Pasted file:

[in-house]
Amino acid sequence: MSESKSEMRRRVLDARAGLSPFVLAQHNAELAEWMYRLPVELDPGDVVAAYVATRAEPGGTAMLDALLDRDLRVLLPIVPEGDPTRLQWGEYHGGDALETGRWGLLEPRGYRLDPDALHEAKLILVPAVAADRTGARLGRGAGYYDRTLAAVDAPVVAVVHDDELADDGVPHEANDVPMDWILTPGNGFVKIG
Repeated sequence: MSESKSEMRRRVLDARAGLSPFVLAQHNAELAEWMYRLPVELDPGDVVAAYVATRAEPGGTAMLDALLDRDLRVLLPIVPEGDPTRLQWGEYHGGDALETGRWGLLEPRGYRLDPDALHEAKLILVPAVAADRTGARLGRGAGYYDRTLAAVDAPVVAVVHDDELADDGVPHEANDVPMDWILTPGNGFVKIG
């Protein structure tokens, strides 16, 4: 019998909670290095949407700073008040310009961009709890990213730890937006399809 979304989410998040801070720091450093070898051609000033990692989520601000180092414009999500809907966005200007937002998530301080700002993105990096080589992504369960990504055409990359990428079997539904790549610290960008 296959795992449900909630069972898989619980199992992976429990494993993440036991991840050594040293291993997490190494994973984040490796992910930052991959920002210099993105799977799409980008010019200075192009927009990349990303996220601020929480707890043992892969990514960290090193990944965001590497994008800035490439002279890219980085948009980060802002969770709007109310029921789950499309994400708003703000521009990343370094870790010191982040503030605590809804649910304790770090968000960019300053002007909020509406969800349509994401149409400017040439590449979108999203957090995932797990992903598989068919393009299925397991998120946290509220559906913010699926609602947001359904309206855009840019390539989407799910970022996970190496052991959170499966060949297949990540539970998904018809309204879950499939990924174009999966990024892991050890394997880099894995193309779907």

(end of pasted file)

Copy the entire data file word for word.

[in-house]
Amino acid sequence: MSESKSEMRRRVLDARAGLSPFVLAQHNAELAEWMYRLPVELDPGDVVAAYVATRAEPGGTAMLDALLDRDLRVLLPIVPEGDPTRLQWGEYHGGDALETGRWGLLEPRGYRLDPDALHEAKLILVPAVAADRTGARLGRGAGYYDRTLAAVDAPVVAVVHDDELADDGVPHEANDVPMDWILTPGNGFVKIG
Repeated sequence: MSESKSEMRRRVLDARAGLSPFVLAQHNAELAEWMYRLPVELDPGDVVAAYVATRAEPGGTAMLDALLDRDLRVLLPIVPEGDPTRLQWGEYHGGDALETGRWGLLEPRGYRLDPDALHEAKLILVPAVAADRTGARLGRGAGYYDRTLAAVDAPVVAVVHDDELADDGVPHEANDVPMDWILTPGNGFVKIG
């Protein structure tokens, strides 16, 4: 019998909670290095949407700073008040310009961009709890990213730890937006399809 979304989410998040801070720091450093070898051609000033990692989520601000180092414009999500809907966005200007937002998530301080700002993105990096080589992504369960990504055409990359990428079997539904790549610290960008 296959795992449900909630069972898989619980199992992976429990494993993440036991991840050594040293291993997490190494994973984040490796992910930052991959920002210099993105799977799409980008010019200075192009927009990349990303996220601020929480707890043992892969990514960290090193990944965001590497994008800035490439002279890219980085948009980060802002969770709007109310029921789950499309994400708003703000521009990343370094870790010191982040503030605590809804649910304790770090968000960019300053002007909020509406969800349509994401149409400017040439590449979108999203957090995932797990992903598989068919393009299925397991998120946290509220559906913010699926609602947001359904309206855009840019390539989407799910970022996970190496052991959170499966060949297949990540539970998904018809309204879950499939990924174009999966990024892991050890394997880099894995193309779907």